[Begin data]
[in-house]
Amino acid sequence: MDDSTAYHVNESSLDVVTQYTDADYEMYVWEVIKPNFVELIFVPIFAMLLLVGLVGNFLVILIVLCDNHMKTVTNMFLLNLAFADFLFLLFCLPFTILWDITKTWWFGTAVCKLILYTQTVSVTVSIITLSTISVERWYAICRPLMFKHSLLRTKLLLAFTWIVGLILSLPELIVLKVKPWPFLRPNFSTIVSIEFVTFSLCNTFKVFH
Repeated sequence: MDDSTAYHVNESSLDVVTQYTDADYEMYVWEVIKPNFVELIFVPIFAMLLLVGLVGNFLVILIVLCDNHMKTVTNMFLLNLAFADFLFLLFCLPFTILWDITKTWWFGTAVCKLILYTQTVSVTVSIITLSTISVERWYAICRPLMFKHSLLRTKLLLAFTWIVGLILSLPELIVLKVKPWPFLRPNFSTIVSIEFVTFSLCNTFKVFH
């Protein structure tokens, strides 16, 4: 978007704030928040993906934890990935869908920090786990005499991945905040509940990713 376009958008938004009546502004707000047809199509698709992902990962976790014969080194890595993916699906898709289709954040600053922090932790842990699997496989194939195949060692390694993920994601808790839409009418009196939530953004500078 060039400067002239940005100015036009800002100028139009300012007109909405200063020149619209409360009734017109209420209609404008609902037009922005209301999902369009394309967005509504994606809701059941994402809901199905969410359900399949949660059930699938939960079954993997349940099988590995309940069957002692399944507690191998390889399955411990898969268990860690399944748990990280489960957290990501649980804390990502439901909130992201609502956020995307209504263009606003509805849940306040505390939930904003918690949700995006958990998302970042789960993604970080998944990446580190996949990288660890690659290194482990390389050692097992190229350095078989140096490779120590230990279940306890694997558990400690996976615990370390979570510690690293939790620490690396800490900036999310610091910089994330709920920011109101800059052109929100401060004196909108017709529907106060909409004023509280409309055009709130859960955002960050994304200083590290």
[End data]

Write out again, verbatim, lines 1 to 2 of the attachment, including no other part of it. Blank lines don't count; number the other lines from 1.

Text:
[in-house]
Amino acid sequence: MDDSTAYHVNESSLDVVTQYTDADYEMYVWEVIKPNFVELIFVPIFAMLLLVGLVGNFLVILIVLCDNHMKTVTNMFLLNLAFADFLFLLFCLPFTILWDITKTWWFGTAVCKLILYTQTVSVTVSIITLSTISVERWYAICRPLMFKHSLLRTKLLLAFTWIVGLILSLPELIVLKVKPWPFLRPNFSTIVSIEFVTFSLCNTFKVFH